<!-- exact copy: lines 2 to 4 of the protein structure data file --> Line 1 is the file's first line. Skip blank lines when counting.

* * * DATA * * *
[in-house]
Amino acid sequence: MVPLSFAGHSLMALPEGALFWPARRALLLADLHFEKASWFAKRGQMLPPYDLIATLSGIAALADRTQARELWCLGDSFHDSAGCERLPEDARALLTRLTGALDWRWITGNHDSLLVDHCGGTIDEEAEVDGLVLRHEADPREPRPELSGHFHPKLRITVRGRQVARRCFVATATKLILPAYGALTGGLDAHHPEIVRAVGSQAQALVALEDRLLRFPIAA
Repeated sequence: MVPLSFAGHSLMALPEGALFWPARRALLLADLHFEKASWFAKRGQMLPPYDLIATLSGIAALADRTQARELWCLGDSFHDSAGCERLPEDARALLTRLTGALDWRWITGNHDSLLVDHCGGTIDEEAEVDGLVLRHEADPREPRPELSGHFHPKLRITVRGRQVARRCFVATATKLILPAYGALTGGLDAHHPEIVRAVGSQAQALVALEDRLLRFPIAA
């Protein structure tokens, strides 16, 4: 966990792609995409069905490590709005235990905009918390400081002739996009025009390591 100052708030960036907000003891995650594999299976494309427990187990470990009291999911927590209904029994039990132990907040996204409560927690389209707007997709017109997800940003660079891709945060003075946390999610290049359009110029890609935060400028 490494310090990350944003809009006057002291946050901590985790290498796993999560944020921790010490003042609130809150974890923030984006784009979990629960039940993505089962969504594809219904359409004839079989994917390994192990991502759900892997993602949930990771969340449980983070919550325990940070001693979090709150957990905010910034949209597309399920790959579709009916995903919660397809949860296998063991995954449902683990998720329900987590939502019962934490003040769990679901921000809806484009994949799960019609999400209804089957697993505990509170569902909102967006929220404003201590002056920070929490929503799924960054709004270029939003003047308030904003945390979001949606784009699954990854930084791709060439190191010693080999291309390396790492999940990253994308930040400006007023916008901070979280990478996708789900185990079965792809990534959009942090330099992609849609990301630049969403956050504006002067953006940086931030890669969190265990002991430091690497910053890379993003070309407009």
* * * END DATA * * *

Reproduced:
Amino acid sequence: MVPLSFAGHSLMALPEGALFWPARRALLLADLHFEKASWFAKRGQMLPPYDLIATLSGIAALADRTQARELWCLGDSFHDSAGCERLPEDARALLTRLTGALDWRWITGNHDSLLVDHCGGTIDEEAEVDGLVLRHEADPREPRPELSGHFHPKLRITVRGRQVARRCFVATATKLILPAYGALTGGLDAHHPEIVRAVGSQAQALVALEDRLLRFPIAA
Repeated sequence: MVPLSFAGHSLMALPEGALFWPARRALLLADLHFEKASWFAKRGQMLPPYDLIATLSGIAALADRTQARELWCLGDSFHDSAGCERLPEDARALLTRLTGALDWRWITGNHDSLLVDHCGGTIDEEAEVDGLVLRHEADPREPRPELSGHFHPKLRITVRGRQVARRCFVATATKLILPAYGALTGGLDAHHPEIVRAVGSQAQALVALEDRLLRFPIAA
């Protein structure tokens, strides 16, 4: 966990792609995409069905490590709005235990905009918390400081002739996009025009390591 100052708030960036907000003891995650594999299976494309427990187990470990009291999911927590209904029994039990132990907040996204409560927690389209707007997709017109997800940003660079891709945060003075946390999610290049359009110029890609935060400028 490494310090990350944003809009006057002291946050901590985790290498796993999560944020921790010490003042609130809150974890923030984006784009979990629960039940993505089962969504594809219904359409004839079989994917390994192990991502759900892997993602949930990771969340449980983070919550325990940070001693979090709150957990905010910034949209597309399920790959579709009916995903919660397809949860296998063991995954449902683990998720329900987590939502019962934490003040769990679901921000809806484009994949799960019609999400209804089957697993505990509170569902909102967006929220404003201590002056920070929490929503799924960054709004270029939003003047308030904003945390979001949606784009699954990854930084791709060439190191010693080999291309390396790492999940990253994308930040400006007023916008901070979280990478996708789900185990079965792809990534959009942090330099992609849609990301630049969403956050504006002067953006940086931030890669969190265990002991430091690497910053890379993003070309407009």